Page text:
Now you see it, now you don’t. The stereo face flips down so you can plug in your iPod then it sucks it back into the head unit and you rock ’n’ roll down the road.
Now you see it, now you don’t. The stereo face flips down so you can plug in your iPod the
Custom Bike Works (CBW) has seen an increase in “kids” (under 40) come in with Street Glides requesting custom work. They want a comfortable Harley with clean lines and a cool stance to make them stand out. This new trend in business for CBW began with Joe Rastiello, one of the first of many kids that Mark Johnson welcomed into his shop. Mark is the owner of CBW, located in Dover, New Jersey. He describes his shop as an old-school shop where he answers the phone and wrenches on Indians, Knuckleheads, as well as modern Twin Cams. For the outsider, these shops can be intimidating because owner/mechanics are usually very focused on the job in front of them, more interested in timing a motor than answering questions.
The first time Joe walked into CBW and spoke to Mark he knew it was his kind of shop, not because of the feel, but because it was obvious that CBW prided itself on doing great work and attention to detail, as evidenced by the shop’s The Bigg Johnson line of OEM bikes and restoration projects in process. Joe spent his life as an auto mechanic working at a local dealership, so he knows a good mechanic when he talks to one. It was obvious from the get-go that Mark knew his stuff.
“When Joe arrived at CBW with his new bike, Mark just sat back, answered questions, and more or less allowed Joe to design and build his bike.”
When he first met Mark, Joe was riding a Buell. Joe had been riding since he was 3, so he wasn’t a newcomer to bikes, but he was definitely new to the Harley-Davidson scene. He liked the fact that Buell was American-made, but a performance-based sportbike. At first it was hard to see how a big twin, especially a bagger, could be cool.
The chrome Arlen Ness Deep Cut fork boots fit in perfectly with the other Ness accessories on the bike.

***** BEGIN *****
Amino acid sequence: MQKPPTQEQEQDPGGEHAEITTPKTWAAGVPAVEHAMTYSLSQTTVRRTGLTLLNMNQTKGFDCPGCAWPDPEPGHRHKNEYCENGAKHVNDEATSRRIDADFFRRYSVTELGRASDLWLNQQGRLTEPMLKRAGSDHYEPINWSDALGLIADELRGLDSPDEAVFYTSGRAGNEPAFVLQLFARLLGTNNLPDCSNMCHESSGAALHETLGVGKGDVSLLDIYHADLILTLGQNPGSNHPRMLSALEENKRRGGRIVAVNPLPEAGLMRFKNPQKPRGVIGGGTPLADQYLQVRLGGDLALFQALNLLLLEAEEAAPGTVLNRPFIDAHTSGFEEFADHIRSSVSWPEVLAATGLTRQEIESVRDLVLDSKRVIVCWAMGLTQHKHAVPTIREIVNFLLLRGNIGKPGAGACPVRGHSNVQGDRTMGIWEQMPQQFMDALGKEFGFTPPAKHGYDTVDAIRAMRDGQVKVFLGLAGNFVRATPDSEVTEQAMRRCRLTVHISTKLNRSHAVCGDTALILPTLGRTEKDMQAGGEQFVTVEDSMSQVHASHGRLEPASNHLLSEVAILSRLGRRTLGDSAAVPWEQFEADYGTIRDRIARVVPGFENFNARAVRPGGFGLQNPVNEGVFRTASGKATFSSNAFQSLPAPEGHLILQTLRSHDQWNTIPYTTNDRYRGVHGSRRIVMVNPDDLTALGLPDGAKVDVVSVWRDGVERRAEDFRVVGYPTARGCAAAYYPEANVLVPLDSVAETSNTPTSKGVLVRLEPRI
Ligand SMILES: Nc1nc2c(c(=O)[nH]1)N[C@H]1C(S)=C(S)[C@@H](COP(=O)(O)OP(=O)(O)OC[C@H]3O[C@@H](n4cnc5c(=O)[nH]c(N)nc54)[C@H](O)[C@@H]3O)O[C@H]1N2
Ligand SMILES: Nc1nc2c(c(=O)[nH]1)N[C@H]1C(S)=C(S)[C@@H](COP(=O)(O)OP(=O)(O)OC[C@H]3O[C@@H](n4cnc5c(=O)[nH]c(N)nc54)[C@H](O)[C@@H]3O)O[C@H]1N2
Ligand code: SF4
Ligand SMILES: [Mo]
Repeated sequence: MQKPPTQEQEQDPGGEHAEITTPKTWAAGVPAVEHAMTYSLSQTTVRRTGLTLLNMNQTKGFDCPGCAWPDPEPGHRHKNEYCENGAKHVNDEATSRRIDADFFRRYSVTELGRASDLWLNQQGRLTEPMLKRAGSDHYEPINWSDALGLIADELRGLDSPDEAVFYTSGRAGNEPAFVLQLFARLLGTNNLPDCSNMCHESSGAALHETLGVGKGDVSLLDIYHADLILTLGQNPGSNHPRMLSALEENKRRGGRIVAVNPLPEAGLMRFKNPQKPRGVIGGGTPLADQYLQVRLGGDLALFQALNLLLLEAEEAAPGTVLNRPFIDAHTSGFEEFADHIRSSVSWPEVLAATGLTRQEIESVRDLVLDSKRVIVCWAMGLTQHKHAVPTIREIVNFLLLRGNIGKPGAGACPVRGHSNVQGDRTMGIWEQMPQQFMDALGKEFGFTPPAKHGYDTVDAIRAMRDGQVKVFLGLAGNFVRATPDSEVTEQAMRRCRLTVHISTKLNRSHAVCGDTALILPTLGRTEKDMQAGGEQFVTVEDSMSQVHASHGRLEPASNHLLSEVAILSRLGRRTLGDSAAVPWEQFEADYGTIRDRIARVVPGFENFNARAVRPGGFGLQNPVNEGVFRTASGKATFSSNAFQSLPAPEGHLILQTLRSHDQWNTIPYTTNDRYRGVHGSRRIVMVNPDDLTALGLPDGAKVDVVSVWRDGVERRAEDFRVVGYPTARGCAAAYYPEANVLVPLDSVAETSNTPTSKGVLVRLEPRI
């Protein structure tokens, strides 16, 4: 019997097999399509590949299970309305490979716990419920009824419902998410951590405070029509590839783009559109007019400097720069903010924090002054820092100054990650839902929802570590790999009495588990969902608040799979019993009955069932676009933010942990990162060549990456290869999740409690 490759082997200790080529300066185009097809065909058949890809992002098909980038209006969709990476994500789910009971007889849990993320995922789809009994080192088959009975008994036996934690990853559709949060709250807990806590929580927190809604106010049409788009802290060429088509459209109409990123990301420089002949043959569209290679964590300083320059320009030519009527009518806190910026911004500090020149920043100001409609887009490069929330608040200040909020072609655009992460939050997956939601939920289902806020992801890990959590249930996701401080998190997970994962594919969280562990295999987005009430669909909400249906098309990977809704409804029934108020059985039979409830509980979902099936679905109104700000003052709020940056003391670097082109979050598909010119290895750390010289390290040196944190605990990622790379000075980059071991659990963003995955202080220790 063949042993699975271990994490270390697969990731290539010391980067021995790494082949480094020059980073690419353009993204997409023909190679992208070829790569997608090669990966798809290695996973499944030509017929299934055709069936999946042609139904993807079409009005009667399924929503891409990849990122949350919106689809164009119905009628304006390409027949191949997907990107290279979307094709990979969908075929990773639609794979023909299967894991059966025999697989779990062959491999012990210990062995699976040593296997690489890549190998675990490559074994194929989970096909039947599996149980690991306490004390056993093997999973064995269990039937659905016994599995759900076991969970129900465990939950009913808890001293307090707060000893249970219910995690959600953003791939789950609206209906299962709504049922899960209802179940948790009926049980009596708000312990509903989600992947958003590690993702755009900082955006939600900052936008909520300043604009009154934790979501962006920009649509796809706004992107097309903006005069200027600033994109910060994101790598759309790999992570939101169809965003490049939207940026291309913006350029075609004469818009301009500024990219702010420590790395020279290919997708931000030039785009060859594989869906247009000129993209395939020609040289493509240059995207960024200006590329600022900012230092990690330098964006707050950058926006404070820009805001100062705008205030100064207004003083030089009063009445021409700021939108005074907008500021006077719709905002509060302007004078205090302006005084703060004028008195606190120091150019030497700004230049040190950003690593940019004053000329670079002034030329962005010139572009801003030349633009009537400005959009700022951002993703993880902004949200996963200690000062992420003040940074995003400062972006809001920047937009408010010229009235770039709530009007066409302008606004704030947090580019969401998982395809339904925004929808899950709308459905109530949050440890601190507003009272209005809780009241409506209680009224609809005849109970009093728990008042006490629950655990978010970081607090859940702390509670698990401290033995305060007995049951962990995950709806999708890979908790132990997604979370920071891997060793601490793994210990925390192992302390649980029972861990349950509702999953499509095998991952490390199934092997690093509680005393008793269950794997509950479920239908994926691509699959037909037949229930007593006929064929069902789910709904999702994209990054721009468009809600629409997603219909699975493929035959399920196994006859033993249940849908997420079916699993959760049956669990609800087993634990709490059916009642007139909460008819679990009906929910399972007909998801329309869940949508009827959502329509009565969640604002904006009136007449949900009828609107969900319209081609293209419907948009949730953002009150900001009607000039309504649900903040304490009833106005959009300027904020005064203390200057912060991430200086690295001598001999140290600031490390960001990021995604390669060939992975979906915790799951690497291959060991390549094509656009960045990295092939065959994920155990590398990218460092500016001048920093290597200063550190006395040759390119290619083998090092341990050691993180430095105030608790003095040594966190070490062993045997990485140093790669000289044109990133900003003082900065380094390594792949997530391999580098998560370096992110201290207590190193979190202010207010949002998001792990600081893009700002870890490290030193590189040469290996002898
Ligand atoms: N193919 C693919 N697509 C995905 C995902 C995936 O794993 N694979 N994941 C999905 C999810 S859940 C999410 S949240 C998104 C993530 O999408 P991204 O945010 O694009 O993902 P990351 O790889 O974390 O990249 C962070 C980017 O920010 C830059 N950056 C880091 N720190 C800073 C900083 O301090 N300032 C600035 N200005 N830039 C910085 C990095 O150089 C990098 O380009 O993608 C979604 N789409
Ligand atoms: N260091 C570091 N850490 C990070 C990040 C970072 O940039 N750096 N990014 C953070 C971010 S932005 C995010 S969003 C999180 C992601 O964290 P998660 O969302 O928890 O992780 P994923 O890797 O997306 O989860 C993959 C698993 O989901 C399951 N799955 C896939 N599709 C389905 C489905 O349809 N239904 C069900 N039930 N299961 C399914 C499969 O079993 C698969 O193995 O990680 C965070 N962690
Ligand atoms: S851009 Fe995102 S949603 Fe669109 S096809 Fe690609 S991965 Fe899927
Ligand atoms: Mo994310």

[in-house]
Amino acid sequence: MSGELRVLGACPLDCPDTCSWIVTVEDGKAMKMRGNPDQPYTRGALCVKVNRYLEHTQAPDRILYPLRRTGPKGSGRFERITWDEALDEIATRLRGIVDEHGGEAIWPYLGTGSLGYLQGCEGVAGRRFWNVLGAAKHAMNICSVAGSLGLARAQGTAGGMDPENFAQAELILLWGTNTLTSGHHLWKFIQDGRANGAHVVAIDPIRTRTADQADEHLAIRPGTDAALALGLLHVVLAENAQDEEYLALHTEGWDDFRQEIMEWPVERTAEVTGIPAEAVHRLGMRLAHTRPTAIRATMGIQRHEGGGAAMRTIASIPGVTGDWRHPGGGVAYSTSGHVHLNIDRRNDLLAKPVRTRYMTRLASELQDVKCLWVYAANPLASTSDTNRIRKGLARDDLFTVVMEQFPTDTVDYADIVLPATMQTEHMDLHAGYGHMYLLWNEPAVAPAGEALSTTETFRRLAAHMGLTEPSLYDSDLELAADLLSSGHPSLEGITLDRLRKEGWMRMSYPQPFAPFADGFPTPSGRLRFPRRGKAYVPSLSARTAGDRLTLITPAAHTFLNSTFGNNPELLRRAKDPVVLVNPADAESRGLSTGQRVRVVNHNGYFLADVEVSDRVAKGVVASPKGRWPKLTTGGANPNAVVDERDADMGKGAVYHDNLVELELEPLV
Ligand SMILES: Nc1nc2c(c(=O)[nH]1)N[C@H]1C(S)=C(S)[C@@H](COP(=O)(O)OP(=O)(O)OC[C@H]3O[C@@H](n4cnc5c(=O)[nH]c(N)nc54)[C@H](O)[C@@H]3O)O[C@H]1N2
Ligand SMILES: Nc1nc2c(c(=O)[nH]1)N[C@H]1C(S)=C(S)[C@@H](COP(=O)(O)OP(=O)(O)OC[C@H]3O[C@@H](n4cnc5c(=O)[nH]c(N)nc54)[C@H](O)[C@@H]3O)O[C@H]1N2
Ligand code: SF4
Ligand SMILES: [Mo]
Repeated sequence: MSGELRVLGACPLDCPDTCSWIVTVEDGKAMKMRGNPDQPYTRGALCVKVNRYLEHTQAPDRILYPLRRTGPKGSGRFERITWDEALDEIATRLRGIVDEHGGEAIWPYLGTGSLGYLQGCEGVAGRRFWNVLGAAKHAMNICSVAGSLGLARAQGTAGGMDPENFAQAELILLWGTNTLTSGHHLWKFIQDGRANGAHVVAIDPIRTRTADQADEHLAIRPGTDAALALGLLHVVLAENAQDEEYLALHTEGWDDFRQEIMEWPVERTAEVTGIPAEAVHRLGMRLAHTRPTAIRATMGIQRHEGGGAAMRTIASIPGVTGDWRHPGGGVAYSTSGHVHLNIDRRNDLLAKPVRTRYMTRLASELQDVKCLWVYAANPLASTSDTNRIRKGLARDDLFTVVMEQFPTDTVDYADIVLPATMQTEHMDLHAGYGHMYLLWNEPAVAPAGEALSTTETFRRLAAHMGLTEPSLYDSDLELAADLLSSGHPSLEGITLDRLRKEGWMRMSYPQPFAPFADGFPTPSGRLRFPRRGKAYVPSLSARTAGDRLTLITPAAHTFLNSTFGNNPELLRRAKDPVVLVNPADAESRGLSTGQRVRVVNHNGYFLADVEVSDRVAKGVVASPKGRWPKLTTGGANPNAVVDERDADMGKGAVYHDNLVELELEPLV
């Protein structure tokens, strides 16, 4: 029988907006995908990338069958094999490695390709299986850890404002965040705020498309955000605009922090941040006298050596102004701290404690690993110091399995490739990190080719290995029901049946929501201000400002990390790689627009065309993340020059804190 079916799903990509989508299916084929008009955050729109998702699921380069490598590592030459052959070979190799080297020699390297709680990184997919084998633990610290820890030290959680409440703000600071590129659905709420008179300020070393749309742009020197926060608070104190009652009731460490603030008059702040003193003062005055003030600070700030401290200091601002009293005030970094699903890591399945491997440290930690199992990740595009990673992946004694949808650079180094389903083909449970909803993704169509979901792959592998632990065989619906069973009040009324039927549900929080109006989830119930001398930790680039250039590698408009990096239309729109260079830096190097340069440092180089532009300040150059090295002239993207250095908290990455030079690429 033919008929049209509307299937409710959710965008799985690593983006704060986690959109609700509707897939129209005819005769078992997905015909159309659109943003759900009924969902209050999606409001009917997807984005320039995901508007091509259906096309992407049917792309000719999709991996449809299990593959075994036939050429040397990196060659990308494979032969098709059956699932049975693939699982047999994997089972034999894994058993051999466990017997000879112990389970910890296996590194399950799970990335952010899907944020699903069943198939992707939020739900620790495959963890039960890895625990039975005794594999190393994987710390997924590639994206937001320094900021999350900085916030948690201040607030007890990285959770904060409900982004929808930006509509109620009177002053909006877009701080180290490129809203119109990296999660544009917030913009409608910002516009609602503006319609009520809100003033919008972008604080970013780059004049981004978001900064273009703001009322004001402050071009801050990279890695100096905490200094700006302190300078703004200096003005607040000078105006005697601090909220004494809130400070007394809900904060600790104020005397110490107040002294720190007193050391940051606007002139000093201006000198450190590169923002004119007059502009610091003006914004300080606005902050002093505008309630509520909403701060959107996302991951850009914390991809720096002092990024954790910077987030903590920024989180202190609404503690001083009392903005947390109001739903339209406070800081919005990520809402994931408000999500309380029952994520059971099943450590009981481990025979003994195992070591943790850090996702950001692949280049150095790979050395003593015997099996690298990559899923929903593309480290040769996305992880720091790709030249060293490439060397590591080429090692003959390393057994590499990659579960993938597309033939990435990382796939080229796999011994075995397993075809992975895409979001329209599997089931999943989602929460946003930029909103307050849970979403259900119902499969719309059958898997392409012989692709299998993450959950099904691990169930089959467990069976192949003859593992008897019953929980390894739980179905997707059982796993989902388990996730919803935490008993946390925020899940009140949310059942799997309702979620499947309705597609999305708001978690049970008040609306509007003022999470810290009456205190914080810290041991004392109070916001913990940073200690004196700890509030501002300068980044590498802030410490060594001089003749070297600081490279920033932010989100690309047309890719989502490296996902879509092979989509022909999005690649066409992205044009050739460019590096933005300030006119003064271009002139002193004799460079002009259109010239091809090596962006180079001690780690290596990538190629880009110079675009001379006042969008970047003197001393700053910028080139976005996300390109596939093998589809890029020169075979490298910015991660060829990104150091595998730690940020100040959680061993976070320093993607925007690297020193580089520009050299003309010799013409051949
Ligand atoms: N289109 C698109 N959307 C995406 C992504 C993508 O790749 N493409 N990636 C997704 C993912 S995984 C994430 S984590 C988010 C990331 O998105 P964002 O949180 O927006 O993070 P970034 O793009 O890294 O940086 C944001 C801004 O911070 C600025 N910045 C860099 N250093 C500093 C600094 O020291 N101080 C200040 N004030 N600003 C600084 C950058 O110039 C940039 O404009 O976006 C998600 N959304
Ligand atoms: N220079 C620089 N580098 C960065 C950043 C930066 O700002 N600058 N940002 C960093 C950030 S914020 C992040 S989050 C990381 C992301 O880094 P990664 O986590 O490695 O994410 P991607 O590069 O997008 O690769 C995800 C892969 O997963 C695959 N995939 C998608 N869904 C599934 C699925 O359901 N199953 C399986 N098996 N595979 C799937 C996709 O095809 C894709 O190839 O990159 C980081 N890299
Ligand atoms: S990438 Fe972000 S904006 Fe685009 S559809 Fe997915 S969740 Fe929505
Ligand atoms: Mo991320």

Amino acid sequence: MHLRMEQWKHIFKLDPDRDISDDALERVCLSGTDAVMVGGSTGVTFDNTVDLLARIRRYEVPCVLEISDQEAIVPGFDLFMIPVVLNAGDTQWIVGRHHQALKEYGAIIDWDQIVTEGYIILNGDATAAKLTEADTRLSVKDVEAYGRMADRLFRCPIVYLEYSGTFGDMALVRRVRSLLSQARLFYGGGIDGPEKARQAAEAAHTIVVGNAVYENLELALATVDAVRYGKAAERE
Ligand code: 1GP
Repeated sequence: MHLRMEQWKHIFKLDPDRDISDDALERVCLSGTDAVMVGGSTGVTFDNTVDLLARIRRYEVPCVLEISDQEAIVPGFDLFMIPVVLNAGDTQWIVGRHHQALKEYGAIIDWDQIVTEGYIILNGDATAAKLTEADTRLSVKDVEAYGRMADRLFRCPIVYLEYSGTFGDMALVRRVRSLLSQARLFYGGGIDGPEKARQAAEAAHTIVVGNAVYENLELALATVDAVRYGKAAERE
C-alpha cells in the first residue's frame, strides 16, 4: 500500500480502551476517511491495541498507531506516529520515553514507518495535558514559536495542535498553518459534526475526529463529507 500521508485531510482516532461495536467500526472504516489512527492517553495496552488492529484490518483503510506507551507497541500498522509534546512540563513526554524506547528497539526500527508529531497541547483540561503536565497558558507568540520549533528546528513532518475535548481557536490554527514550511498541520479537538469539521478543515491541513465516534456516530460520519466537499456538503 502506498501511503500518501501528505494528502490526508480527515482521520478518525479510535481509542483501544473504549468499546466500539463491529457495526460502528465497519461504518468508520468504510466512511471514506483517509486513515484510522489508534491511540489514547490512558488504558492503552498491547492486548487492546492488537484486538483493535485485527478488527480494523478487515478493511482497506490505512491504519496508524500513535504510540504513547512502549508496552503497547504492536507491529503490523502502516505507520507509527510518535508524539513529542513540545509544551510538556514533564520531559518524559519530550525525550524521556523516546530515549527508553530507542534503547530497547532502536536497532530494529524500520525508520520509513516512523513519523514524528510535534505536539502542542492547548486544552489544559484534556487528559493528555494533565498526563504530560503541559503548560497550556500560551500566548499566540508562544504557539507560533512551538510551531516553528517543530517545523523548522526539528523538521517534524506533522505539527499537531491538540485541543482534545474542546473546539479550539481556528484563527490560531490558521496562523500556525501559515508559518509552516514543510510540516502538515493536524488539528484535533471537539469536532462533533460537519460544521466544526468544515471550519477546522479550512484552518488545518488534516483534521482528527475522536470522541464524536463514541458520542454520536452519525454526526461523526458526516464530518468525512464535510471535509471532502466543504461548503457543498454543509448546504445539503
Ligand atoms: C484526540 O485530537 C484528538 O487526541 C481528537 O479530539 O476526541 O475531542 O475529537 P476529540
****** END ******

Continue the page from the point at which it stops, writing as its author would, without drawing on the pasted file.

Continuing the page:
The chrome Arlen Ness Deep Cut fork boots fit in perfectly with the other Ness accessories
Joe hung around the shop enough to see what Mark was doing with some of the bikes he worked on and his gears started turning. His lady enjoyed riding, but they were limited by the discomfort factor that all sportbikes share. Joe decided to keep his eye out for a low-mileage Street Glide. He wanted one that was ’07 or later, so he would be guaranteed the 96-inch motor and six-speed. Joe found an ’07 Street Glide at a local dealer that only had 6,400 miles on it and was in fairly good shape. He picked it up and immediately brought it over to Mark so he could get started.
When Joe arrived at CBW with his new bike, Mark just sat back, answered questions, and more or less allowed Joe to design and build his bike. Eventually Joe began working nights and weekends as a fill-in tech at Custom Bike Works, so Mark was comfortable with him wrenching on his own bike after hours. Joe started bidding on, and winning, Ebay parts that would go with the lines he wanted for his first Harley build. As parts came in, he started swapping them out. As he was looking for unique, sleek contoured saddlebags in the Arlen Ness catalog, he realized many parts matched his vision for the bike, so he had Mark order them.
Everything had to be exactly right. Working at a car dealership, had given Joe an appreciation for detail. His first Harley had to be right. This included the fitment between the Bad Dad rear fender, Ness Big Bags, and the Cobra dual exhaust. It took some tweaking but he soon realized that, as with anything custom, it takes patience and an eye for detail. “Bikes are way easier to work on than cars, you wouldn’t believe what we deal with,” says Joe.
Joe’s first Harley transformed into a custom cruiser, which he has put almost 15,000 miles on in a little more than a year. Joe now has a new project—a ’10 Street Glide. Since Joe completed his project, CBW has seen more and more “kids” come in with Street Glides who want the comfort with a custom look. Upstate New Jersey is kickin’ out some custom baggers, so look out! HB